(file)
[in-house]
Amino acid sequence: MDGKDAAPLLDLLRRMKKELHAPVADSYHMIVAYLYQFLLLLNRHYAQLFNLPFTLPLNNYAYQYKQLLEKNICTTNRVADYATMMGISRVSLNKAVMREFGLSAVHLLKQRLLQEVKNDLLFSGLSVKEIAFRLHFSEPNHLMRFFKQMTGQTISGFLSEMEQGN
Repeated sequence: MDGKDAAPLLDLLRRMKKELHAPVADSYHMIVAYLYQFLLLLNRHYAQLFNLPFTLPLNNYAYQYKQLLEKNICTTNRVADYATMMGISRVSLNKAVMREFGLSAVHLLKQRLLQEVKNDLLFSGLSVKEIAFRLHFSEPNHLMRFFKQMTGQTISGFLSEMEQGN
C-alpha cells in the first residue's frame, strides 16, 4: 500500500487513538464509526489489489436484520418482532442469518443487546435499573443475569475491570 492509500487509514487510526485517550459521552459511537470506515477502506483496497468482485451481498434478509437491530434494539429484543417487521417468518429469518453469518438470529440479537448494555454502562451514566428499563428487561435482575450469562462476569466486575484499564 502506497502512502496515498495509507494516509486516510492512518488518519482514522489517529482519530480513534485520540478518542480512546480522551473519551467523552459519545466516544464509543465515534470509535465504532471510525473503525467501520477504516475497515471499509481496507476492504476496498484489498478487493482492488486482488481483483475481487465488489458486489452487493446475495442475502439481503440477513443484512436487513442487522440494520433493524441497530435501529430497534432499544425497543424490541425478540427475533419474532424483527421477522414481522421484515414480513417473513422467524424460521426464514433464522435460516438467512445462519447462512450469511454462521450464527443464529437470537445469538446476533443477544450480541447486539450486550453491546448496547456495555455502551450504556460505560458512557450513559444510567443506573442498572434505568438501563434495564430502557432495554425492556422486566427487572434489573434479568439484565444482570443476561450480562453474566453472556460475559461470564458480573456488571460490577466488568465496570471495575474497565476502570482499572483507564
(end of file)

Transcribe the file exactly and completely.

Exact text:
[in-house]
Amino acid sequence: MDGKDAAPLLDLLRRMKKELHAPVADSYHMIVAYLYQFLLLLNRHYAQLFNLPFTLPLNNYAYQYKQLLEKNICTTNRVADYATMMGISRVSLNKAVMREFGLSAVHLLKQRLLQEVKNDLLFSGLSVKEIAFRLHFSEPNHLMRFFKQMTGQTISGFLSEMEQGN
Repeated sequence: MDGKDAAPLLDLLRRMKKELHAPVADSYHMIVAYLYQFLLLLNRHYAQLFNLPFTLPLNNYAYQYKQLLEKNICTTNRVADYATMMGISRVSLNKAVMREFGLSAVHLLKQRLLQEVKNDLLFSGLSVKEIAFRLHFSEPNHLMRFFKQMTGQTISGFLSEMEQGN
C-alpha cells in the first residue's frame, strides 16, 4: 500500500487513538464509526489489489436484520418482532442469518443487546435499573443475569475491570 492509500487509514487510526485517550459521552459511537470506515477502506483496497468482485451481498434478509437491530434494539429484543417487521417468518429469518453469518438470529440479537448494555454502562451514566428499563428487561435482575450469562462476569466486575484499564 502506497502512502496515498495509507494516509486516510492512518488518519482514522489517529482519530480513534485520540478518542480512546480522551473519551467523552459519545466516544464509543465515534470509535465504532471510525473503525467501520477504516475497515471499509481496507476492504476496498484489498478487493482492488486482488481483483475481487465488489458486489452487493446475495442475502439481503440477513443484512436487513442487522440494520433493524441497530435501529430497534432499544425497543424490541425478540427475533419474532424483527421477522414481522421484515414480513417473513422467524424460521426464514433464522435460516438467512445462519447462512450469511454462521450464527443464529437470537445469538446476533443477544450480541447486539450486550453491546448496547456495555455502551450504556460505560458512557450513559444510567443506573442498572434505568438501563434495564430502557432495554425492556422486566427487572434489573434479568439484565444482570443476561450480562453474566453472556460475559461470564458480573456488571460490577466488568465496570471495575474497565476502570482499572483507564